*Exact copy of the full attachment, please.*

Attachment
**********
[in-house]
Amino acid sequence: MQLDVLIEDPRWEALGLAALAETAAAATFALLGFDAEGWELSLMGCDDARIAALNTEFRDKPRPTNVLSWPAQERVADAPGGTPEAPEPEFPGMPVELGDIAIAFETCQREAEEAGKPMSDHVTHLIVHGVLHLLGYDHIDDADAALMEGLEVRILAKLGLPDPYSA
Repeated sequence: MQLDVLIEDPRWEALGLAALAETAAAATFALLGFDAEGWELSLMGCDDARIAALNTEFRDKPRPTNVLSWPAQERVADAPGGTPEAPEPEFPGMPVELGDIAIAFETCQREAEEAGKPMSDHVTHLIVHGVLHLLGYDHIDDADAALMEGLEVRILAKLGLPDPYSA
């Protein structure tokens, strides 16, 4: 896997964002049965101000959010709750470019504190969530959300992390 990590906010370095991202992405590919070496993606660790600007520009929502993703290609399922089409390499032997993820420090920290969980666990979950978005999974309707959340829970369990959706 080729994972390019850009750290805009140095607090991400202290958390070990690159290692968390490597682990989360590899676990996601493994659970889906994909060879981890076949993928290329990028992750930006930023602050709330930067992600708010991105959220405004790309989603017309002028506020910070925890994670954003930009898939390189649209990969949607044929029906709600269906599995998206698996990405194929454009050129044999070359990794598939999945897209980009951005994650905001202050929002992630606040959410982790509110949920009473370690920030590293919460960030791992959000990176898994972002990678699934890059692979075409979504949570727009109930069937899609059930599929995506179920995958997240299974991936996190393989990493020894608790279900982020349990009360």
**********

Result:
[in-house]
Amino acid sequence: MQLDVLIEDPRWEALGLAALAETAAAATFALLGFDAEGWELSLMGCDDARIAALNTEFRDKPRPTNVLSWPAQERVADAPGGTPEAPEPEFPGMPVELGDIAIAFETCQREAEEAGKPMSDHVTHLIVHGVLHLLGYDHIDDADAALMEGLEVRILAKLGLPDPYSA
Repeated sequence: MQLDVLIEDPRWEALGLAALAETAAAATFALLGFDAEGWELSLMGCDDARIAALNTEFRDKPRPTNVLSWPAQERVADAPGGTPEAPEPEFPGMPVELGDIAIAFETCQREAEEAGKPMSDHVTHLIVHGVLHLLGYDHIDDADAALMEGLEVRILAKLGLPDPYSA
């Protein structure tokens, strides 16, 4: 896997964002049965101000959010709750470019504190969530959300992390 990590906010370095991202992405590919070496993606660790600007520009929502993703290609399922089409390499032997993820420090920290969980666990979950978005999974309707959340829970369990959706 080729994972390019850009750290805009140095607090991400202290958390070990690159290692968390490597682990989360590899676990996601493994659970889906994909060879981890076949993928290329990028992750930006930023602050709330930067992600708010991105959220405004790309989603017309002028506020910070925890994670954003930009898939390189649209990969949607044929029906709600269906599995998206698996990405194929454009050129044999070359990794598939999945897209980009951005994650905001202050929002992630606040959410982790509110949920009473370690920030590293919460960030791992959000990176898994972002990678699934890059692979075409979504949570727009109930069937899609059930599929995506179920995958997240299974991936996190393989990493020894608790279900982020349990009360």